Experts say that the grief one suffers in a divorce is the same as when a loved one dies, and I’ve seen that to be true. Even the “easy” divorces are never really easy. It is a time of chaos and uncertainty — of worry for the future.
This page covers the basics of Louisiana Divorce law. Louisiana is a “
Much of what follows about divorce does not apply if you are in a covenant marriage. If you don’t know if you are in a covenant marriage, you are almost certainly not in one, as getting into a covenant marriage involves jumping through a lot of hoops. If you are in one, make sure your lawyer knows immediately.
The most common grounds for divorce is living separate and apart for a period of time. “Separate and apart” means you must live under a separate roof the entire time. If at any time following the filing of divorce, you “reconcile” by living together even briefly, with the intent to live together as husband and wife, the proceeding is extinguished. You’d have to re-file if you still want the divorce.
If there are minor children of the marriage, you have to be separated for a year. If there are none, then the separation has to be for six months.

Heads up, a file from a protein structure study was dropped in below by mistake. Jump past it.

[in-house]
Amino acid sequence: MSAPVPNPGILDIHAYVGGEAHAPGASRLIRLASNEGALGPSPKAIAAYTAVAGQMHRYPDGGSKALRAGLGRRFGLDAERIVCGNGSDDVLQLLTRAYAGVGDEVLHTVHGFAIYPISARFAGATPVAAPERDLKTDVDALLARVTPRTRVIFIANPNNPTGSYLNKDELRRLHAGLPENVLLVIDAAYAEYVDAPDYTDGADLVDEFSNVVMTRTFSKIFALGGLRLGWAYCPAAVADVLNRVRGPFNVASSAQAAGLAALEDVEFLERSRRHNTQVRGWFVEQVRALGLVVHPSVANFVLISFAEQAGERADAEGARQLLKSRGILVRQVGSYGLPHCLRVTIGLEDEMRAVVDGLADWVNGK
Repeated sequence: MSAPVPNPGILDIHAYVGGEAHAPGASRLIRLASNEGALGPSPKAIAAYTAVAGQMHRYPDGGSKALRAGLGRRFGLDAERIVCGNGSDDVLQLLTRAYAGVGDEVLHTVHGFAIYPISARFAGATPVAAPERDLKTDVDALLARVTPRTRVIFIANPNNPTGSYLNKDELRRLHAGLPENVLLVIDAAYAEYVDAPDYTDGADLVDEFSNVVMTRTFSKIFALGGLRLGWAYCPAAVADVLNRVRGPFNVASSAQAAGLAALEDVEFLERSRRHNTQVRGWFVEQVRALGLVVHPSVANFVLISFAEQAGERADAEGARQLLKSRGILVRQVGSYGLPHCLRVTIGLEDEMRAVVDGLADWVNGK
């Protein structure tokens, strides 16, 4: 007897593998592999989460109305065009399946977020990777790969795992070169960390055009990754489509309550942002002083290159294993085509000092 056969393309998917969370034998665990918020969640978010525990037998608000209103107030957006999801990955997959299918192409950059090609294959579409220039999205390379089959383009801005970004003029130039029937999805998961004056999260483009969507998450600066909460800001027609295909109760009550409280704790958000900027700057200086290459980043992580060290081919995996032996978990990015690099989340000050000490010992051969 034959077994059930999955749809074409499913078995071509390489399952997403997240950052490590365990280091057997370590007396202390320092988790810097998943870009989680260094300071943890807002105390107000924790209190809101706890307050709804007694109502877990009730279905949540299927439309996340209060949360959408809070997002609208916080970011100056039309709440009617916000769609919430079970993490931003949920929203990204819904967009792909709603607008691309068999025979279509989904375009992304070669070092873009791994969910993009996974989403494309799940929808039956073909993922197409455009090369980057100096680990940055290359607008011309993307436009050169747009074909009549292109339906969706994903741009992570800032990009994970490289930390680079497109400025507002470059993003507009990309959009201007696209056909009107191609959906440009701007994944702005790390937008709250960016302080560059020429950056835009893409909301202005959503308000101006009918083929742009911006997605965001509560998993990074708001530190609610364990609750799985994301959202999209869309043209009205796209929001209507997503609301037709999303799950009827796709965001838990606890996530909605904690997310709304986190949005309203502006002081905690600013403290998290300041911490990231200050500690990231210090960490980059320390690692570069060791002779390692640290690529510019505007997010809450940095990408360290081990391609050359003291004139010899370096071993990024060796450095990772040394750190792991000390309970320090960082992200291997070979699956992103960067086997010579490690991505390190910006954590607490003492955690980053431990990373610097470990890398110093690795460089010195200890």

A “File and Wait” Divorce
A divorce under Louisiana Civil Code Article 102 is often called a “file and wait” divorce. You can file for a divorce even before you are separated.
This is a very common way to proceed. It allows you to work out details such as support and custody while the divorce is pending. Also, the termination of community property will be effective retroactively to the date of filing, which helps protect your property interests.
A “Wait and File” Divorce
A divorce can be obtained relatively quickly if the six-month / one-year waiting period of separation has already passed. This is filed under Louisiana Civil Code Article 103.
Other Grounds for Divorce
A divorce can be obtained immediately if your spouse commits adultery or is sentenced to death or imprisonment at hard labor for a felony, or has abused you or your child.